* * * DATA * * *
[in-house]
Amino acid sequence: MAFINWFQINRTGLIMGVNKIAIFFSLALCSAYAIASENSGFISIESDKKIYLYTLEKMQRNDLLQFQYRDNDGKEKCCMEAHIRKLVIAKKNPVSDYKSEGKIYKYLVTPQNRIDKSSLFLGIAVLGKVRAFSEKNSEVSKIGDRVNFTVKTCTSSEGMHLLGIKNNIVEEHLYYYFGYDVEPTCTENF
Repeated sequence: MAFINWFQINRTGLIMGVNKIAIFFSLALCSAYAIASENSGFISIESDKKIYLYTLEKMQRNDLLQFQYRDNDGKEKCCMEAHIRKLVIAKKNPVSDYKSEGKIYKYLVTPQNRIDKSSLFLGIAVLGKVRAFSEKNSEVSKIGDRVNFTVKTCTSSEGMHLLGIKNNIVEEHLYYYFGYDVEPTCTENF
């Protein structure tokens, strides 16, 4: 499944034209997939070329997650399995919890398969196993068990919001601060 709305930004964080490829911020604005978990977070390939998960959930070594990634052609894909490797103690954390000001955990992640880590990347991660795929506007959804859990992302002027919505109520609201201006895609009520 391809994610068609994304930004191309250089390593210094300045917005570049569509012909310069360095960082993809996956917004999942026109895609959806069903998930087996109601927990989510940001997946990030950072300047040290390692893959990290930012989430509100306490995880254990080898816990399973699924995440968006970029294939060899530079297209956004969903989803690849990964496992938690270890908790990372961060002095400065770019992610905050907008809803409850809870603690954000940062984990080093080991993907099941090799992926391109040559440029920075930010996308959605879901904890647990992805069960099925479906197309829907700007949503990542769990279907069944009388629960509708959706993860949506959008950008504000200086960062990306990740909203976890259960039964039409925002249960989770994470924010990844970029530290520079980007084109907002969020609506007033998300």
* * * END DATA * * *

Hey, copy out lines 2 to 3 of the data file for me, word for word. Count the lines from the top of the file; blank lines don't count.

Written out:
Amino acid sequence: MAFINWFQINRTGLIMGVNKIAIFFSLALCSAYAIASENSGFISIESDKKIYLYTLEKMQRNDLLQFQYRDNDGKEKCCMEAHIRKLVIAKKNPVSDYKSEGKIYKYLVTPQNRIDKSSLFLGIAVLGKVRAFSEKNSEVSKIGDRVNFTVKTCTSSEGMHLLGIKNNIVEEHLYYYFGYDVEPTCTENF
Repeated sequence: MAFINWFQINRTGLIMGVNKIAIFFSLALCSAYAIASENSGFISIESDKKIYLYTLEKMQRNDLLQFQYRDNDGKEKCCMEAHIRKLVIAKKNPVSDYKSEGKIYKYLVTPQNRIDKSSLFLGIAVLGKVRAFSEKNSEVSKIGDRVNFTVKTCTSSEGMHLLGIKNNIVEEHLYYYFGYDVEPTCTENF